Start Early. Start Well.
The Buffett Early Childhood Institute has partnered with Gallup on an unprecedented statewide survey to learn about the public's attitudes, beliefs, and knowledge concerning early care and education across Nebraska. More than 7,100 residents participated, making it the largest early childhood public opinion poll in Nebraska's history and yielding one of the highest response rates Gallup has ever encountered for a mailed survey.
The main report from the survey, Nebraskans Speak About Early Childhood Care and Education, was released on March 29, 2016, and revealed strong public support for early childhood programs and investments. Additionally, the Buffett Institute and Gallup released three supplemental reports from the survey. The first is Nebraskans Speak About the Early Care and Education Workforce. The other two reports are Urban and Rural Nebraskans Speak About Early Care and Education and Nebraska Parents Speak About Early Care and Education.
We believe findings from these additional reports can help further inform policymakers, community leaders, educators, and others about the future of early care and education in Nebraska.
Nebraskans Speak About Early Childhood Care and Education (Main Report)
Gallup and the Buffett Institute announced findings from the main report at the University of Nebraska-Lincoln’s Sheldon Museum of Art. The audience included nearly 300 state and community leaders, public officials, early childhood professionals, higher education faculty, and others.
The event featured a panel discussion about the report’s implications for Nebraska. Panelists included Hank Bounds, president of the University of Nebraska; Matt Blomstedt, commissioner of education of the Nebraska Department of Education; Barry Kennedy, president of the Nebraska Chamber of Commerce & Industry; Samuel J. Meisels, founding executive director of the Buffett Institute; and Iheoma Iruka, director of research and evaluation at the Buffett Institute.
Nebraskans Speak About the Early Care and Education Workforce (Second Report)
Gallup and the Buffett Institute announced the findings of the second report on October 24, 2016, at the University of Nebraska at Kearney before an audience of state and community leaders, public officials, early childhood professionals, higher education faculty, and others.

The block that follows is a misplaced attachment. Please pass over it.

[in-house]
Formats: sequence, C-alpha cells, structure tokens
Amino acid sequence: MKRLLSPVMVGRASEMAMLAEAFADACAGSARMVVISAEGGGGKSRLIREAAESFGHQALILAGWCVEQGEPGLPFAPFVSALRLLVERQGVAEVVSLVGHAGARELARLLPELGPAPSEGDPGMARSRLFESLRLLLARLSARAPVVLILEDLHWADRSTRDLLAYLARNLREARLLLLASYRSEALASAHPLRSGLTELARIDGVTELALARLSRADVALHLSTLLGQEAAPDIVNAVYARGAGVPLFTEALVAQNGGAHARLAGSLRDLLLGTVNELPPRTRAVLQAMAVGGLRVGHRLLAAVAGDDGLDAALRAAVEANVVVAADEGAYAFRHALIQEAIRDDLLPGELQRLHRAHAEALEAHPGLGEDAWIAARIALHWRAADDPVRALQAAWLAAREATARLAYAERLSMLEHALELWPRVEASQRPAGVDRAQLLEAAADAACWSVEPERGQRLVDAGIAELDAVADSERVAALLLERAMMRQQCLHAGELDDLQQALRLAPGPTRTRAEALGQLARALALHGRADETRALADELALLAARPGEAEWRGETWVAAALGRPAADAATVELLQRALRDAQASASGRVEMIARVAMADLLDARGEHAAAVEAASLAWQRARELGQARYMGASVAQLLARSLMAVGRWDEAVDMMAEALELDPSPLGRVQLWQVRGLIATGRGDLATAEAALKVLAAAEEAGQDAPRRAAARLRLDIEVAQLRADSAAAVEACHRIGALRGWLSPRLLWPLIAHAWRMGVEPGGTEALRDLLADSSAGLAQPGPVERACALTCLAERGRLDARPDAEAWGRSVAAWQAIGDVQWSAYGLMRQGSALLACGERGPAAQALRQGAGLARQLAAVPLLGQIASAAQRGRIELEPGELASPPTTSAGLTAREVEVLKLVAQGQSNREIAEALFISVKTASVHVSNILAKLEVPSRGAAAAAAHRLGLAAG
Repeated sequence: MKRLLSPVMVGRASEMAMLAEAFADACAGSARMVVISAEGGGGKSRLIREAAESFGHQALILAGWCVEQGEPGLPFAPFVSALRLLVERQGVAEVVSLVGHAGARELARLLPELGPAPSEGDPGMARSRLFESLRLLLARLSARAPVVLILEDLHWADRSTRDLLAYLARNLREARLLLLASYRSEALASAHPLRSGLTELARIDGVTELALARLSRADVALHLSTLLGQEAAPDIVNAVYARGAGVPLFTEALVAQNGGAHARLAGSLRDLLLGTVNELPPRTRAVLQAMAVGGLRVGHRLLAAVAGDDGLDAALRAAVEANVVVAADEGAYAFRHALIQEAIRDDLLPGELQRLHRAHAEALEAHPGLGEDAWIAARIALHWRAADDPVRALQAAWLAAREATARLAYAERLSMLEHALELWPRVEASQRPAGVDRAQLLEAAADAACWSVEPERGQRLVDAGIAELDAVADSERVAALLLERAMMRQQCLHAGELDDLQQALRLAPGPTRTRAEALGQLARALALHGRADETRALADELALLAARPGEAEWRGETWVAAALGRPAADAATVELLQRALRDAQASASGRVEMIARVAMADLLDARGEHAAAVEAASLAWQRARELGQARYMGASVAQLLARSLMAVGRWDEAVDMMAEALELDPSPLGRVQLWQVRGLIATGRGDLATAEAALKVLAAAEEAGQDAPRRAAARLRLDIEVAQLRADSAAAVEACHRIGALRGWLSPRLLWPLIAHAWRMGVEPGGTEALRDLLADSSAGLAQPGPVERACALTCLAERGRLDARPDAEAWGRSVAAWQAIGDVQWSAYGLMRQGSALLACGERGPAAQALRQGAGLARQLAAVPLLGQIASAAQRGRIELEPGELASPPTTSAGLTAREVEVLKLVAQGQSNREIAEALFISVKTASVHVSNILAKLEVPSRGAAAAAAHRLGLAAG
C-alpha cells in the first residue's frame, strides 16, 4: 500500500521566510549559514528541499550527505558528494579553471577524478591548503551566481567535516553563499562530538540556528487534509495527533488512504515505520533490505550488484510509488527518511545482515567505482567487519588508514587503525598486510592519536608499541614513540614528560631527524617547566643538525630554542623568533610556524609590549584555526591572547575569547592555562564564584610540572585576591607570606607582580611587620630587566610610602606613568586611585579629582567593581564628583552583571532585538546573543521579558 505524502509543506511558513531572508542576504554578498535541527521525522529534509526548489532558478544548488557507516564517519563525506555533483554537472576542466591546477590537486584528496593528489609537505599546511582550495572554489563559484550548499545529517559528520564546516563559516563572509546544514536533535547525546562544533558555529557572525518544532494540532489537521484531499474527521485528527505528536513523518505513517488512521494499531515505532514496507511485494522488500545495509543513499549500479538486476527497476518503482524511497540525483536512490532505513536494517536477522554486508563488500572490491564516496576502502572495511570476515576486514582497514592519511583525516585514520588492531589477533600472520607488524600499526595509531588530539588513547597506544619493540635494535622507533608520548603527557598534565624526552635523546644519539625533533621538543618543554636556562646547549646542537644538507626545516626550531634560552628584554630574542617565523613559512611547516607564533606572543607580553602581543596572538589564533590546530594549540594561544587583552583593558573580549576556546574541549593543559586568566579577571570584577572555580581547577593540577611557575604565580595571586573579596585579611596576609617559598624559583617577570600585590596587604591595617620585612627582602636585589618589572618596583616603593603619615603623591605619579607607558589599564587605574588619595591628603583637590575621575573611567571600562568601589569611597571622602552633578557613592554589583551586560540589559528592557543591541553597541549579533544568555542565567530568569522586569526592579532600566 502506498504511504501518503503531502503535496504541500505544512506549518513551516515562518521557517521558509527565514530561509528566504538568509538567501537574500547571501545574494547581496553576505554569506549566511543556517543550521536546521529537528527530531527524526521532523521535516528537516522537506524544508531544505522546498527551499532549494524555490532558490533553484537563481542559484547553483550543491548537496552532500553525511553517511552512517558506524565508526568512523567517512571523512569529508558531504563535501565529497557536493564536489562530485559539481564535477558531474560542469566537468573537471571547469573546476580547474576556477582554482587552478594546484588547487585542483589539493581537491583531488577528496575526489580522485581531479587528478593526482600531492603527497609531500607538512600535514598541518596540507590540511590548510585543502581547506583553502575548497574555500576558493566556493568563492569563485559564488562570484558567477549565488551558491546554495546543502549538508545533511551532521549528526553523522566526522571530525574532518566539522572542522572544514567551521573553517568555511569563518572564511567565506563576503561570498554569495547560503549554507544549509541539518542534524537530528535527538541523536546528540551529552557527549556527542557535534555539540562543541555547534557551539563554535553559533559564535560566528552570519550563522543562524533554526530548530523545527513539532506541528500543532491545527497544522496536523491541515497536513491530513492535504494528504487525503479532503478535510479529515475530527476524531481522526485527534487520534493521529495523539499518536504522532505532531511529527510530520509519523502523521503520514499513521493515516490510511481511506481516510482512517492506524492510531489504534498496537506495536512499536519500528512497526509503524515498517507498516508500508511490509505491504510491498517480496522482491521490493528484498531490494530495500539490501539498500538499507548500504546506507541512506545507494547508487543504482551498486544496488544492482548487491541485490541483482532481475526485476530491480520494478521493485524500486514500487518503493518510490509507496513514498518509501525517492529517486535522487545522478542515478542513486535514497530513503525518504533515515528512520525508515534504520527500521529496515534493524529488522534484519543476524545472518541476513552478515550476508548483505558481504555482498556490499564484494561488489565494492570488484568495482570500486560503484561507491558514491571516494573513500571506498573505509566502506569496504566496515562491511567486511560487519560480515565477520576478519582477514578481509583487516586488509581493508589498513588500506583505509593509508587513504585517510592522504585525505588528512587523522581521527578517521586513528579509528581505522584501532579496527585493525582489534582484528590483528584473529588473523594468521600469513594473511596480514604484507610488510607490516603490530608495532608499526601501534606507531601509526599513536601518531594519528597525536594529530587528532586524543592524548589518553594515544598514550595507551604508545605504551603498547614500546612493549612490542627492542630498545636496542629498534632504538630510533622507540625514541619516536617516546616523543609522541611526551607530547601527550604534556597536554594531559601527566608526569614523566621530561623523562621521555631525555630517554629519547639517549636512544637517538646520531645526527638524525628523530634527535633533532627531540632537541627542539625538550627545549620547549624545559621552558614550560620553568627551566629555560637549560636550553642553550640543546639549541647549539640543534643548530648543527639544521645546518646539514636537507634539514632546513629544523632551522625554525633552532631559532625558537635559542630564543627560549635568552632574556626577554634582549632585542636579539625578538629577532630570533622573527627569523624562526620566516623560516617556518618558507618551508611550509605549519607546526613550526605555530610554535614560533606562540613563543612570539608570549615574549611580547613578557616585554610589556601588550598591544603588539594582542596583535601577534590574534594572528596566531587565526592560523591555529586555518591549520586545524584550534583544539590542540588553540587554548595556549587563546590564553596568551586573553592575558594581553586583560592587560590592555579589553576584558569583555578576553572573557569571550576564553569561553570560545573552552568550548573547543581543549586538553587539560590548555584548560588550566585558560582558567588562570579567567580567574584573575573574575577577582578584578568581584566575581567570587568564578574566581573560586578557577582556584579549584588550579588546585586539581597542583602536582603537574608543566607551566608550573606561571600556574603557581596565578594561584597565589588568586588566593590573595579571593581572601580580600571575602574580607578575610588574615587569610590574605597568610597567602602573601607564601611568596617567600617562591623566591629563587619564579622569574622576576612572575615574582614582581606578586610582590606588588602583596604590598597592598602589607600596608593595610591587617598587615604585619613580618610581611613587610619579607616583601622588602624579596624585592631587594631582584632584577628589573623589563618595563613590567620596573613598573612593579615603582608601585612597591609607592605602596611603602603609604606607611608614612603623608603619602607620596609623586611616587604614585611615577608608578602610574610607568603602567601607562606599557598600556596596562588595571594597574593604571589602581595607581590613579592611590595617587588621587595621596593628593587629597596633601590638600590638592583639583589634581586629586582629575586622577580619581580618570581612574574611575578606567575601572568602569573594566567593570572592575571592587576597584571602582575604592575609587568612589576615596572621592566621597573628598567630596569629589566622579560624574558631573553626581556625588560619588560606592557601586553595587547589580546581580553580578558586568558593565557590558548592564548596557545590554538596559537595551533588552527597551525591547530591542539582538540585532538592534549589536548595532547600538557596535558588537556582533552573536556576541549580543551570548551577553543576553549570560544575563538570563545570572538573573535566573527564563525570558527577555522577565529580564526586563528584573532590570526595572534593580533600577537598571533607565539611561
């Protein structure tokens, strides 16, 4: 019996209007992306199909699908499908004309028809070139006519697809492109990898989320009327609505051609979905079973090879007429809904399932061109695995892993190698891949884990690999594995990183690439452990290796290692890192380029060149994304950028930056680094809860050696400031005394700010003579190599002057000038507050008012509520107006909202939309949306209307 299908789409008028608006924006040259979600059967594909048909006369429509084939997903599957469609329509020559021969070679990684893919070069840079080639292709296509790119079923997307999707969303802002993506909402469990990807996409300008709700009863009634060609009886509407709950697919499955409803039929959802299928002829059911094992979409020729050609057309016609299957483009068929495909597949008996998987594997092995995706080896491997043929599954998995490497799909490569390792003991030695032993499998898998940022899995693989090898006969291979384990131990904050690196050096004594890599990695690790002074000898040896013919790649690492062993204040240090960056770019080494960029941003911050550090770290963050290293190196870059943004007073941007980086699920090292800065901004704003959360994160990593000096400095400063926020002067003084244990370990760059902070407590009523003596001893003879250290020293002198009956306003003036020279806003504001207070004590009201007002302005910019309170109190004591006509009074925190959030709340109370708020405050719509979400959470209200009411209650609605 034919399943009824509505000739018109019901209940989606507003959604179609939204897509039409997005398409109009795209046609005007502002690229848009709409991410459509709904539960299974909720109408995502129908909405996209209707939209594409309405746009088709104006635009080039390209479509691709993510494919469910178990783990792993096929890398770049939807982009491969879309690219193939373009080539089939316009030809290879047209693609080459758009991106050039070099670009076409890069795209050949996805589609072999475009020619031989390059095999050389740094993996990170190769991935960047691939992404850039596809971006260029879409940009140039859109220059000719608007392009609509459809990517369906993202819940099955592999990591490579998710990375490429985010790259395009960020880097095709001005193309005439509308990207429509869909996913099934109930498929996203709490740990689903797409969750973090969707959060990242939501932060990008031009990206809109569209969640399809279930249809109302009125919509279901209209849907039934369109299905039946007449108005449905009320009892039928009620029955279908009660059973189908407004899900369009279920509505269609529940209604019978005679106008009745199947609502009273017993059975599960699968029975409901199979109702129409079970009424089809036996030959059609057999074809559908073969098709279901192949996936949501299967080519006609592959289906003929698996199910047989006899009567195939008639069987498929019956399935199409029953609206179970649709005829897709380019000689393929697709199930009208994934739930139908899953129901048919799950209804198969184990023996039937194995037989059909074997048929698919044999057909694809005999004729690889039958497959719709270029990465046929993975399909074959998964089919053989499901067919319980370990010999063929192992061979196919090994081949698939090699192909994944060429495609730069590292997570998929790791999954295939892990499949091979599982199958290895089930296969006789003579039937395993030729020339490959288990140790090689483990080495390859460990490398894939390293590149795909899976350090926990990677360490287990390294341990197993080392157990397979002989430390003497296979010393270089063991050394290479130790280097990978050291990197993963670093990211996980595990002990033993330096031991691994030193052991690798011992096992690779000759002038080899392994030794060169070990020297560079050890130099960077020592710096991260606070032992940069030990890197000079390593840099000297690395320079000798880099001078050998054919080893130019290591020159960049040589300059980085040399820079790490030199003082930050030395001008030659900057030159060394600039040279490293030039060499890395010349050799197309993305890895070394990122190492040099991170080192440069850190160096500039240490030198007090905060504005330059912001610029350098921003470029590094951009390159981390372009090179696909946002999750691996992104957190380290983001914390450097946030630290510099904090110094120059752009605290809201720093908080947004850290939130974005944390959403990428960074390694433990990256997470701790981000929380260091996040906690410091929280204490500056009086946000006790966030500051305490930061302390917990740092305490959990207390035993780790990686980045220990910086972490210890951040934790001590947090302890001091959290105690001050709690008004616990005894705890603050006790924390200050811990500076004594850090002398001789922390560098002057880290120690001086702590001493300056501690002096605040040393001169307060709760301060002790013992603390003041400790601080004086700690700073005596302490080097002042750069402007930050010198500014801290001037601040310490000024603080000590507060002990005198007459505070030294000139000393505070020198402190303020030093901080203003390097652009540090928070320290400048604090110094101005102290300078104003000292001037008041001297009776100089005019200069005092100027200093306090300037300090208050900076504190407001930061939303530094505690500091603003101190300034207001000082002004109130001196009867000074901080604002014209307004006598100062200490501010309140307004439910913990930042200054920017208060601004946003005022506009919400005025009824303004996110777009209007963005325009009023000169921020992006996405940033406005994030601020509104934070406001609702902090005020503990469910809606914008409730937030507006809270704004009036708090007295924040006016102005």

The presentation was followed by a panel discussion about early childhood workforce needs in Kearney and across Nebraska. Panelists included: Molly O’Holleran, member, Nebraska State Board of Education; Carol Renner, associate superintendent, Kearney Public Schools; Susan Sarver, director of workforce planning and development, Buffett Early Childhood Institute; and Mike Schnieders, CEO and president, CHI Health Good Samaritan.
Urban and Rural Nebraskans Speak About Early Care and Education (Third Report)
The Buffett Institute was joined by Senator John Stinner in announcing the findings of the third report on March 24, 2017, in Scottsbluff, Neb., before an audience of community and education leaders, public officials, early childhood professionals, and others.
The presentation was followed by a panel discussion focusing on opportunities and challenges to serving young children in the Nebraska Panhandle. Featured speakers included Senator Stinner; Kim Engel, director of the Panhandle Public Health District; Kathleen Gallagher, Cille and Ron Williams Community Chair for Early Childhood Education, University of Nebraska at Kearney and the Buffett Institute; Jeff West, Educational Service Unit 13 administrator and chair of the Scottsbluff/Gering United Chamber of Commerce Board of Directors; and Caroline Winchester, Chadron Public Schools superintendent.
Nebraska Parents Speak About Early Care and Education (Fourth Report)
The Buffett Institute announced the findings of the fourth report on June 6, 2017, in Omaha, Neb., at a national symposium on strategies to support and help parents. More than 200 researchers, practitioners, philanthropists, and advocates participated in the event, hosted by the Buffett Institute in collaboration with the American Educational Research Association (AERA) and the National Academies of Sciences, Engineering, and Medicine.